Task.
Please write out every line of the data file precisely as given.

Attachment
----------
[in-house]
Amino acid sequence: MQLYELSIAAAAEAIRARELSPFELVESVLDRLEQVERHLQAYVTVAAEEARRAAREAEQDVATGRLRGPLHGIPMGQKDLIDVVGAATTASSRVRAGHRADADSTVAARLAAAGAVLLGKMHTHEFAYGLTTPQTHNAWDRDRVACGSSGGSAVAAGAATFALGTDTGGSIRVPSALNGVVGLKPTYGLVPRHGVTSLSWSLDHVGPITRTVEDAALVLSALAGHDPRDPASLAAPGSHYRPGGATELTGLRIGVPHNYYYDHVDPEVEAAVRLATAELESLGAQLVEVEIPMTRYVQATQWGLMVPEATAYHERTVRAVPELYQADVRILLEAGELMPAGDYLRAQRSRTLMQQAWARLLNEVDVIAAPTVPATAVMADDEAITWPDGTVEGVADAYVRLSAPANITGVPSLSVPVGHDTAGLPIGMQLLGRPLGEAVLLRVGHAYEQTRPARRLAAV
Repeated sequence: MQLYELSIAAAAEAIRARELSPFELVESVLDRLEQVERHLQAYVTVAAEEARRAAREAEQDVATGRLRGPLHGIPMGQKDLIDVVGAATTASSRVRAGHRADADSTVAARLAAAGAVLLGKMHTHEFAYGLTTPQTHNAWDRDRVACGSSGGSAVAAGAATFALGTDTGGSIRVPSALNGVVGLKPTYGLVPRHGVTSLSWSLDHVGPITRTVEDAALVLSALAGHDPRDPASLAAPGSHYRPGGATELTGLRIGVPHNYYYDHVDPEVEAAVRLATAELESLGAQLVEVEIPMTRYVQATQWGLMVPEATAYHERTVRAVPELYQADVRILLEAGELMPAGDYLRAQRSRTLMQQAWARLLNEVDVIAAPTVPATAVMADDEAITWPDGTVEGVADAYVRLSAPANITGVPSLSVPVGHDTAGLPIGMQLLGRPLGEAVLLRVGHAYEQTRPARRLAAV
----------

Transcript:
[in-house]
Amino acid sequence: MQLYELSIAAAAEAIRARELSPFELVESVLDRLEQVERHLQAYVTVAAEEARRAAREAEQDVATGRLRGPLHGIPMGQKDLIDVVGAATTASSRVRAGHRADADSTVAARLAAAGAVLLGKMHTHEFAYGLTTPQTHNAWDRDRVACGSSGGSAVAAGAATFALGTDTGGSIRVPSALNGVVGLKPTYGLVPRHGVTSLSWSLDHVGPITRTVEDAALVLSALAGHDPRDPASLAAPGSHYRPGGATELTGLRIGVPHNYYYDHVDPEVEAAVRLATAELESLGAQLVEVEIPMTRYVQATQWGLMVPEATAYHERTVRAVPELYQADVRILLEAGELMPAGDYLRAQRSRTLMQQAWARLLNEVDVIAAPTVPATAVMADDEAITWPDGTVEGVADAYVRLSAPANITGVPSLSVPVGHDTAGLPIGMQLLGRPLGEAVLLRVGHAYEQTRPARRLAAV
Repeated sequence: MQLYELSIAAAAEAIRARELSPFELVESVLDRLEQVERHLQAYVTVAAEEARRAAREAEQDVATGRLRGPLHGIPMGQKDLIDVVGAATTASSRVRAGHRADADSTVAARLAAAGAVLLGKMHTHEFAYGLTTPQTHNAWDRDRVACGSSGGSAVAAGAATFALGTDTGGSIRVPSALNGVVGLKPTYGLVPRHGVTSLSWSLDHVGPITRTVEDAALVLSALAGHDPRDPASLAAPGSHYRPGGATELTGLRIGVPHNYYYDHVDPEVEAAVRLATAELESLGAQLVEVEIPMTRYVQATQWGLMVPEATAYHERTVRAVPELYQADVRILLEAGELMPAGDYLRAQRSRTLMQQAWARLLNEVDVIAAPTVPATAVMADDEAITWPDGTVEGVADAYVRLSAPANITGVPSLSVPVGHDTAGLPIGMQLLGRPLGEAVLLRVGHAYEQTRPARRLAAV